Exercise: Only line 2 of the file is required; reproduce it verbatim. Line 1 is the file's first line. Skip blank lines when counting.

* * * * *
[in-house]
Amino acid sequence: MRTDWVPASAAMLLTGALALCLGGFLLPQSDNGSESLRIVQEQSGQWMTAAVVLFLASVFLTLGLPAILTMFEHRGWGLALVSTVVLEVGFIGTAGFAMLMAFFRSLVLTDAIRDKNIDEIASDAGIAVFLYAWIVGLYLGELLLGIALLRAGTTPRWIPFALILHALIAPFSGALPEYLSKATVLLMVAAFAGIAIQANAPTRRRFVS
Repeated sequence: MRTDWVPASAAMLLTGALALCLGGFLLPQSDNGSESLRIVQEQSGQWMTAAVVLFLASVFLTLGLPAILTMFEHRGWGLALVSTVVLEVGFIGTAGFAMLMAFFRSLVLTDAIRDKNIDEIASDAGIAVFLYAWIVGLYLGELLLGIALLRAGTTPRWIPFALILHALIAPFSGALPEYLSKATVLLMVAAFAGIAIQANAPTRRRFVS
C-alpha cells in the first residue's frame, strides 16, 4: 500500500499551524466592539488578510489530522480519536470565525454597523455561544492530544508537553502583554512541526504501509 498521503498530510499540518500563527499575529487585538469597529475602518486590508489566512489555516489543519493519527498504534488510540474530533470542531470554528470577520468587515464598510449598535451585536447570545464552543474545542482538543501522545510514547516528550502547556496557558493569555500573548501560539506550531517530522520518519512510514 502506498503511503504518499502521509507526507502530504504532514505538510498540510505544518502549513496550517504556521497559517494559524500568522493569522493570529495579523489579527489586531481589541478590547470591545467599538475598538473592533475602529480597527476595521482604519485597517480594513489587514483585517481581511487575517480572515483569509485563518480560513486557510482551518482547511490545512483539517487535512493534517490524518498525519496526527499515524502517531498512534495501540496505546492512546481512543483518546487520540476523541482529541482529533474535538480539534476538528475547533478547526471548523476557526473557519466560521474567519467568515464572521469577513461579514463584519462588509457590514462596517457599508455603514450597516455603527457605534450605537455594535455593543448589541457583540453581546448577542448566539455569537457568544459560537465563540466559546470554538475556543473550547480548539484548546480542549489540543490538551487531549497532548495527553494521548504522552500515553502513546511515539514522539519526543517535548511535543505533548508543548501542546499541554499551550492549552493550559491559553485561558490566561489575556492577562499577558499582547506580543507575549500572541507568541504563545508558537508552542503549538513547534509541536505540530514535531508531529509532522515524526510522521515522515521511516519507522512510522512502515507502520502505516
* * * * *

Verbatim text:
Amino acid sequence: MRTDWVPASAAMLLTGALALCLGGFLLPQSDNGSESLRIVQEQSGQWMTAAVVLFLASVFLTLGLPAILTMFEHRGWGLALVSTVVLEVGFIGTAGFAMLMAFFRSLVLTDAIRDKNIDEIASDAGIAVFLYAWIVGLYLGELLLGIALLRAGTTPRWIPFALILHALIAPFSGALPEYLSKATVLLMVAAFAGIAIQANAPTRRRFVS